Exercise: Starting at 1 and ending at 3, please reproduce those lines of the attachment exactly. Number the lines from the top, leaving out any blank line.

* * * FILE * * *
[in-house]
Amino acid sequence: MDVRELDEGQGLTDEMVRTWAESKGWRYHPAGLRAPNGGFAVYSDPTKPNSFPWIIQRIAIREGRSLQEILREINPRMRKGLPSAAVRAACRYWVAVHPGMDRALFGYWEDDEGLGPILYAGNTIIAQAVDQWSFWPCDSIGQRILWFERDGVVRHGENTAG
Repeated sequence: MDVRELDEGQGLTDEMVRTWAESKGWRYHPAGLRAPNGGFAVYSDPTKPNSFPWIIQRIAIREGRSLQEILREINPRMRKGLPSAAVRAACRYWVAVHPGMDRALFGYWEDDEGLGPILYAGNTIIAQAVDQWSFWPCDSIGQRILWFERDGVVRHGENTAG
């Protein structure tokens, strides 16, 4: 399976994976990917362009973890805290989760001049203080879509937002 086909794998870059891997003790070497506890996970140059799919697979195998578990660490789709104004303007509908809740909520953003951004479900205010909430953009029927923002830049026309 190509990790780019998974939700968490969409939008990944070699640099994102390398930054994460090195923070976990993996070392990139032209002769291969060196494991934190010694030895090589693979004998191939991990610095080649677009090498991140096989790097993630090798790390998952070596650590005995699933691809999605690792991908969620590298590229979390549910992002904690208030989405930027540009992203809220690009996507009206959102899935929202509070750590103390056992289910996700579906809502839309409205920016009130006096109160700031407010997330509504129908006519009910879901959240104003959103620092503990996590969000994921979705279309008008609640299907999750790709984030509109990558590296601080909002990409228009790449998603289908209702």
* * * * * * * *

[in-house]
Amino acid sequence: MDVRELDEGQGLTDEMVRTWAESKGWRYHPAGLRAPNGGFAVYSDPTKPNSFPWIIQRIAIREGRSLQEILREINPRMRKGLPSAAVRAACRYWVAVHPGMDRALFGYWEDDEGLGPILYAGNTIIAQAVDQWSFWPCDSIGQRILWFERDGVVRHGENTAG
Repeated sequence: MDVRELDEGQGLTDEMVRTWAESKGWRYHPAGLRAPNGGFAVYSDPTKPNSFPWIIQRIAIREGRSLQEILREINPRMRKGLPSAAVRAACRYWVAVHPGMDRALFGYWEDDEGLGPILYAGNTIIAQAVDQWSFWPCDSIGQRILWFERDGVVRHGENTAG